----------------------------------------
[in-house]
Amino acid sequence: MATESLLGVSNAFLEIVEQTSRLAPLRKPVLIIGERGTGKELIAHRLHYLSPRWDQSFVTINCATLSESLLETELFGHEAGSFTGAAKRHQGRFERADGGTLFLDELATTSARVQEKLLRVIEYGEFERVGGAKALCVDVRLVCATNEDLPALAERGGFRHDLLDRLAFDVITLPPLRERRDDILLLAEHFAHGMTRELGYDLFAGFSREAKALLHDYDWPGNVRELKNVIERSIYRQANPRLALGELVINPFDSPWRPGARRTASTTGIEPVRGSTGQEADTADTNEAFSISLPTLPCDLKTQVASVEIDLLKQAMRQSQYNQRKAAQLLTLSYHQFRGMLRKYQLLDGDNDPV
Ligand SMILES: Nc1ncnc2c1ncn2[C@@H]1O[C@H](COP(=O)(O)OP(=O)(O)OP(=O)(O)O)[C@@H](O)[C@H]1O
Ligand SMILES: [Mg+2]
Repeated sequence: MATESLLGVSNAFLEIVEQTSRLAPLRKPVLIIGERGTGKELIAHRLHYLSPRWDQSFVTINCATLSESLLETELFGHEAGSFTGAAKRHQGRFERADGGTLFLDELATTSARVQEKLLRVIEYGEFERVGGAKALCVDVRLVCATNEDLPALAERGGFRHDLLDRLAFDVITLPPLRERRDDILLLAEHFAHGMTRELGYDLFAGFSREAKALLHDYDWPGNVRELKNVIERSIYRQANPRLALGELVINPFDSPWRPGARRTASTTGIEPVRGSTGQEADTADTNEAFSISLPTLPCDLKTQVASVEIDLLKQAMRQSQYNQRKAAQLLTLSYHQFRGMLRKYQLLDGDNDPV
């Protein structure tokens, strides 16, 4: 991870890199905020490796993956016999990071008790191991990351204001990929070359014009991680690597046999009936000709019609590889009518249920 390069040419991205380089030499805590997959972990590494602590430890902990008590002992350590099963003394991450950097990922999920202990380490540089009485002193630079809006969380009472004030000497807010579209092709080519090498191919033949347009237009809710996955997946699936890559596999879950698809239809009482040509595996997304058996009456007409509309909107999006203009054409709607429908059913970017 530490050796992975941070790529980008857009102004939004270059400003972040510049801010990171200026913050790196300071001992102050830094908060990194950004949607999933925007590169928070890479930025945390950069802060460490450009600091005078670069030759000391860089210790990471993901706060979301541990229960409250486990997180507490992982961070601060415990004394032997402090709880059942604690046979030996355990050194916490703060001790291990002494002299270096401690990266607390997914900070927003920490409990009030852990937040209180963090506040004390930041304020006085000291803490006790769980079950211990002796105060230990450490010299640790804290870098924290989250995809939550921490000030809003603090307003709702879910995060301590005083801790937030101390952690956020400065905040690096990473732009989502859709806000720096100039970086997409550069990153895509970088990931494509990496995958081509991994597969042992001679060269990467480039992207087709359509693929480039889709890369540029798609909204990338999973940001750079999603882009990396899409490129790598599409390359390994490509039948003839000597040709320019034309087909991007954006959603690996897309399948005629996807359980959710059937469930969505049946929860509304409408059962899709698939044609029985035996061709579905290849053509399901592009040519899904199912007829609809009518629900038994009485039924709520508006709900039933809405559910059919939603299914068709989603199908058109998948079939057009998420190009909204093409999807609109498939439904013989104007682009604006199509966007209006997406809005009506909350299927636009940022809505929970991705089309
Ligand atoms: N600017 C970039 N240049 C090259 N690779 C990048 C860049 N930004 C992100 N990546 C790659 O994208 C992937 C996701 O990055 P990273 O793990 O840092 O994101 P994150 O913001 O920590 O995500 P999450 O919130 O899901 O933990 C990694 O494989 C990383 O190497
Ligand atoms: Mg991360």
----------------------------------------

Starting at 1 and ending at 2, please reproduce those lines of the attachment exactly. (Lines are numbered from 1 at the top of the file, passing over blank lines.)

[in-house]
Amino acid sequence: MATESLLGVSNAFLEIVEQTSRLAPLRKPVLIIGERGTGKELIAHRLHYLSPRWDQSFVTINCATLSESLLETELFGHEAGSFTGAAKRHQGRFERADGGTLFLDELATTSARVQEKLLRVIEYGEFERVGGAKALCVDVRLVCATNEDLPALAERGGFRHDLLDRLAFDVITLPPLRERRDDILLLAEHFAHGMTRELGYDLFAGFSREAKALLHDYDWPGNVRELKNVIERSIYRQANPRLALGELVINPFDSPWRPGARRTASTTGIEPVRGSTGQEADTADTNEAFSISLPTLPCDLKTQVASVEIDLLKQAMRQSQYNQRKAAQLLTLSYHQFRGMLRKYQLLDGDNDPV